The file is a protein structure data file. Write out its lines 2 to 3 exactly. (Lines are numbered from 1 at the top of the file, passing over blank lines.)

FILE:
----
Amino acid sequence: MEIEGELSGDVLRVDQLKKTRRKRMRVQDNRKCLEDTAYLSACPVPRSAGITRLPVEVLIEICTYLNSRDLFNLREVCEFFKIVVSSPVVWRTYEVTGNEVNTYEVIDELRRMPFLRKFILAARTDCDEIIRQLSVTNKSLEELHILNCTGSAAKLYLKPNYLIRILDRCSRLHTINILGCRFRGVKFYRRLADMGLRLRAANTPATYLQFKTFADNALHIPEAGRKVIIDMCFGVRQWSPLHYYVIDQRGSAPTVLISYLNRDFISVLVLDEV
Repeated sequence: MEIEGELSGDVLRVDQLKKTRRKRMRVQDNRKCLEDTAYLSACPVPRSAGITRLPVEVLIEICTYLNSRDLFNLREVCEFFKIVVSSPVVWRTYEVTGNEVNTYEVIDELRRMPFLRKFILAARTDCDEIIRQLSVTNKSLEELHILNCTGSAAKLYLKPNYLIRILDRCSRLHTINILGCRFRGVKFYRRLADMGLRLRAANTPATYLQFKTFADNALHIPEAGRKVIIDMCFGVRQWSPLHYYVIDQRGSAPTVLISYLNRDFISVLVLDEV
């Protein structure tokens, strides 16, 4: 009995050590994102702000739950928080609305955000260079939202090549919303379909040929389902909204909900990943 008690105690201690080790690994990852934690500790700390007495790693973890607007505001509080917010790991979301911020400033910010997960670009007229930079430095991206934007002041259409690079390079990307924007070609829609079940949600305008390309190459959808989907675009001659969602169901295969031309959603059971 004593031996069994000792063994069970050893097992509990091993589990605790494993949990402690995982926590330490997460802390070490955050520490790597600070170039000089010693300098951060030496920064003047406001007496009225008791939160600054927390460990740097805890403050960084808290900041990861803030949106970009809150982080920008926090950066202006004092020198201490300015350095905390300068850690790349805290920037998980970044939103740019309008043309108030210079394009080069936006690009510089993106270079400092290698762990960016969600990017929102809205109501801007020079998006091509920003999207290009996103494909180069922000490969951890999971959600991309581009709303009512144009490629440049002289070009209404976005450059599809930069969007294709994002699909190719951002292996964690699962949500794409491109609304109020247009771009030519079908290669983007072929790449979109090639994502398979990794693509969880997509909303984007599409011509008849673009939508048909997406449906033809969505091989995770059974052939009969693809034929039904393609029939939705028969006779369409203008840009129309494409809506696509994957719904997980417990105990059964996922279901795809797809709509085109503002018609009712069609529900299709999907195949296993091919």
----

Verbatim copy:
Repeated sequence: MEIEGELSGDVLRVDQLKKTRRKRMRVQDNRKCLEDTAYLSACPVPRSAGITRLPVEVLIEICTYLNSRDLFNLREVCEFFKIVVSSPVVWRTYEVTGNEVNTYEVIDELRRMPFLRKFILAARTDCDEIIRQLSVTNKSLEELHILNCTGSAAKLYLKPNYLIRILDRCSRLHTINILGCRFRGVKFYRRLADMGLRLRAANTPATYLQFKTFADNALHIPEAGRKVIIDMCFGVRQWSPLHYYVIDQRGSAPTVLISYLNRDFISVLVLDEV
């Protein structure tokens, strides 16, 4: 009995050590994102702000739950928080609305955000260079939202090549919303379909040929389902909204909900990943 008690105690201690080790690994990852934690500790700390007495790693973890607007505001509080917010790991979301911020400033910010997960670009007229930079430095991206934007002041259409690079390079990307924007070609829609079940949600305008390309190459959808989907675009001659969602169901295969031309959603059971 004593031996069994000792063994069970050893097992509990091993589990605790494993949990402690995982926590330490997460802390070490955050520490790597600070170039000089010693300098951060030496920064003047406001007496009225008791939160600054927390460990740097805890403050960084808290900041990861803030949106970009809150982080920008926090950066202006004092020198201490300015350095905390300068850690790349805290920037998980970044939103740019309008043309108030210079394009080069936006690009510089993106270079400092290698762990960016969600990017929102809205109501801007020079998006091509920003999207290009996103494909180069922000490969951890999971959600991309581009709303009512144009490629440049002289070009209404976005450059599809930069969007294709994002699909190719951002292996964690699962949500794409491109609304109020247009771009030519079908290669983007072929790449979109090639994502398979990794693509969880997509909303984007599409011509008849673009939508048909997406449906033809969505091989995770059974052939009969693809034929039904393609029939939705028969006779369409203008840009129309494409809506696509994957719904997980417990105990059964996922279901795809797809709509085109503002018609009712069609529900299709999907195949296993091919």